Bhagat Singh ( 1907- 1931) lived at a time when India’s freedom struggle was beginning to flag and when Mahatma Gandhi’s non-violent, passively resistant approach to partial liberation was beginning to test the patience of the people. The youth of India was inspired by Bhagat Singh’s call to arms and enthused by the defiance and dare-devilry of the army wing of the Hindustan Socialist Republican association to which he and his comrades, Sukhdev and Rajguru, belonged. His call, Inquilab Zindabad! became the war-cry of the fight for freedom.
When Bhagat Singh was executed by the British after a sham trial for his involvement in the Lahore Conspiracy Case at the age of twenty-three, he was glorified by the Indians as a martyr – for his youth, his heroism, and his steadfast courage in the face of certain death. It was only many years later – after Independence in 1947– that his jail writings came to light. Today, it is these works that set Bhagat Singh apart from the many revolutionaries who laid down their lives for India. They reveal him as not just a passionate freedom-fighter who believed in the cult of the bomb but a widely-read intellectual inspired by the writings of, among others, Marx, Lenin, Bertrand Russell and Victor Hugo; a revolutionary whose vision did not end with the ouster of the British, but who looked further, towards a secular, socialist India.
In this book, Nayar takes a close look at the man behind the martyr: his beliefs, his intellectual leanings, his dreams and his despair. This book explains for the first time why Hans Raj Vohra turned approver and betrayed Bhagat Singh and throws new light on Sukhdev, whose loyalties have been questioned by some historians. But most of all it puts in perspective Bhagat Singh’s use of violence, so strongly condemned by Gandhi and many others as being extremist. Erudite and engaging, this book is a fascinating portrait of one of India’s greatest freedom fighter and a man of rare intellectual honesty.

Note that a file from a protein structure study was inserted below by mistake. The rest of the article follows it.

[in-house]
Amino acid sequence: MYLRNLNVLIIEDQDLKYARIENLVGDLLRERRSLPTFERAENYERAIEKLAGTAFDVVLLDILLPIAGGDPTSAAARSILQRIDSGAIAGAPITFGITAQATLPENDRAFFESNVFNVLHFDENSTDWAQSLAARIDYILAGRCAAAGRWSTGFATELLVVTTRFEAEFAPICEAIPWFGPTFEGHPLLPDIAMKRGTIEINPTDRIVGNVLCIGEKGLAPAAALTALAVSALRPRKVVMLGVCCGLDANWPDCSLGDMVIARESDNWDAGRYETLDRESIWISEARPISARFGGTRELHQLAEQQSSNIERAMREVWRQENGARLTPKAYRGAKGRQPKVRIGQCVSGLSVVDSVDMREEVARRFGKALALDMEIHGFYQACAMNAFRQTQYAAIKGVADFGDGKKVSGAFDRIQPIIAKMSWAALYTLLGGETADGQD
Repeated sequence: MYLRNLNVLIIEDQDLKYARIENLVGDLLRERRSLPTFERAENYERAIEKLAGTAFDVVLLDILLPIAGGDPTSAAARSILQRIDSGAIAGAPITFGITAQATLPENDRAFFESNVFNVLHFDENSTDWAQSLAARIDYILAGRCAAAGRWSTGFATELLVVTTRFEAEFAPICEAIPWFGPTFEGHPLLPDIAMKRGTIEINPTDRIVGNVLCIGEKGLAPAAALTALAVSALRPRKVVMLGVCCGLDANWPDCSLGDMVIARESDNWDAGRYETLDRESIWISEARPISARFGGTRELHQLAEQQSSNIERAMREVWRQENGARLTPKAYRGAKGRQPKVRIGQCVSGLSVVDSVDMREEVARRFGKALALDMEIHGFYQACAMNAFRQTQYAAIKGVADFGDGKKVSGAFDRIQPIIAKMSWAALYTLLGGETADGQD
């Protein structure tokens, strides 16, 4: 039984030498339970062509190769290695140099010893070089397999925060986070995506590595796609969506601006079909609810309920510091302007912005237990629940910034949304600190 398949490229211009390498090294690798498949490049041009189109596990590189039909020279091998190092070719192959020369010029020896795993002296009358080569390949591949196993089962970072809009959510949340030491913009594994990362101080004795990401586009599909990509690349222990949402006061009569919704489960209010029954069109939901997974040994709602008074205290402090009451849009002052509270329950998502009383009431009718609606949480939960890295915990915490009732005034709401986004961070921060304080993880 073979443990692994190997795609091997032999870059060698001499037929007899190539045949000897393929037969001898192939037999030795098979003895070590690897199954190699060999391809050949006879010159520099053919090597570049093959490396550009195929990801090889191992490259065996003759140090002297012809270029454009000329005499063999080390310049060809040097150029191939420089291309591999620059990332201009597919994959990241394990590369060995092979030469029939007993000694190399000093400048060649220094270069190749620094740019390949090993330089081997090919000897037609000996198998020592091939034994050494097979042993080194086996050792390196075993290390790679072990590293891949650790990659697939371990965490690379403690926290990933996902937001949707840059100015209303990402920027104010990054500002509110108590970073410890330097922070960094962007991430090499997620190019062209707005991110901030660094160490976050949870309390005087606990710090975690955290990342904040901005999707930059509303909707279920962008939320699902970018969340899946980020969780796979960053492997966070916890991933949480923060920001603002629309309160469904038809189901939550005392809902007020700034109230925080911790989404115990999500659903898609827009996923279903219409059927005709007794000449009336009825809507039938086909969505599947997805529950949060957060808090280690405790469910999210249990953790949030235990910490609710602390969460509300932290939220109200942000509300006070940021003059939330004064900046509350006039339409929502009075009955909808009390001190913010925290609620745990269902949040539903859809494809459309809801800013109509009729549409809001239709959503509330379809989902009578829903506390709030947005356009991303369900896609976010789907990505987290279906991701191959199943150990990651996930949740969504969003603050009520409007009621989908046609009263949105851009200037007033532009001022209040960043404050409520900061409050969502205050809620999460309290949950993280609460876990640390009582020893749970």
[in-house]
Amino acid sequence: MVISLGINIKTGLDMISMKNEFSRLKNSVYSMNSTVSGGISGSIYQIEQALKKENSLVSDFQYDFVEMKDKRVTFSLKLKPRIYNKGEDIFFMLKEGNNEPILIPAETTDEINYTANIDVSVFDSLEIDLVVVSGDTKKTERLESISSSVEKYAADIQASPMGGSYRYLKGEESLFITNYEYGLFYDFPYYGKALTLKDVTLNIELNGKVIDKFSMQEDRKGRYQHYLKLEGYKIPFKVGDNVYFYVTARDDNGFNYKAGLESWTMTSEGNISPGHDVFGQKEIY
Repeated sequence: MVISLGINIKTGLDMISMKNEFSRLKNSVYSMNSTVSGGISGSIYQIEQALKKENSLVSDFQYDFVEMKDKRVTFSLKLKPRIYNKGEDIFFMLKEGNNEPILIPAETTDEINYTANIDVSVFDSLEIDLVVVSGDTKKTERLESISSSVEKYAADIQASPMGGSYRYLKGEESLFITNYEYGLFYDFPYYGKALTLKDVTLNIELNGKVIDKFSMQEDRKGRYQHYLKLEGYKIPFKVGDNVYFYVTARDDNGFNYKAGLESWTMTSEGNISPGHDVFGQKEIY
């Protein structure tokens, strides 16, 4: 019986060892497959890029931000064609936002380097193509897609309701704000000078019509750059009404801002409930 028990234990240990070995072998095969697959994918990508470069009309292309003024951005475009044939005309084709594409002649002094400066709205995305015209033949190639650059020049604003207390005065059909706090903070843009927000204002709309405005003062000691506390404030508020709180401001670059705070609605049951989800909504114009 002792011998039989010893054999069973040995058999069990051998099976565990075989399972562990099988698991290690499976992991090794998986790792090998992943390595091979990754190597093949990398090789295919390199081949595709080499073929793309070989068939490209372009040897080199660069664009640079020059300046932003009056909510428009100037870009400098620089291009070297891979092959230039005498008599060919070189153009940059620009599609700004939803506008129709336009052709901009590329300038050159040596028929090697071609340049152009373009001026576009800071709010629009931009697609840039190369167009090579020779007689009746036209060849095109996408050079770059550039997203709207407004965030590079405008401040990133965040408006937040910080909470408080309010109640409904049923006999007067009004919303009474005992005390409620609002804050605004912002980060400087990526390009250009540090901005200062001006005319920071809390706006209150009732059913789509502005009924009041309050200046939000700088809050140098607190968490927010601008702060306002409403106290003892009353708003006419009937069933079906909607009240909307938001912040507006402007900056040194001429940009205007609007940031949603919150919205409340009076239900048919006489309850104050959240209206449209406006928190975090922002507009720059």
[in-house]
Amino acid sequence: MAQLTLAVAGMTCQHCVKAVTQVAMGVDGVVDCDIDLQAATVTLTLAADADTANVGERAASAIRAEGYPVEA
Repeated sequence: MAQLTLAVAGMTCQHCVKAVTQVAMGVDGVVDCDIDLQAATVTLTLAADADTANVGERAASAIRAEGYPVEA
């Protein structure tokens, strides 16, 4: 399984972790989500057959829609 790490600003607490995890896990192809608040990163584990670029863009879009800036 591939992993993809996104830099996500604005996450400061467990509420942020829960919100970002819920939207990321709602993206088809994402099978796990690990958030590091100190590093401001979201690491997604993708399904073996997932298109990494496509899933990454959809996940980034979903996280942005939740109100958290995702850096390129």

About the Author
Noted journalist, author, diplomat and parliamentarian, Kuldip Nayar was born in Sialkot in 1924. He studied at Murray College in Sialkot and procured an LL.B from Law College in Lahore before joining the Medill School of Journalism in Northwestern University, Evanston. He served as press information officer to Govind Ballabh Pant and Lal Bahadur Shastri, as high commissioner to the UK, and as a member of the Rajya Sabha, besides holding important positions in several news agencies and newspaper offices like UNI, PIB, The Statesman and the Indian Express. He was a correspondent of The Times, London, for twenty-five years. His syndicated column, which appears in over eighty publications around the world, is widely read and he is the author of several books including Scoop! Inside Stories from the Partition to the Present; Between the Lines; Distant Neighbours: A Tale of the Subcontinent; India after Nehru and India House.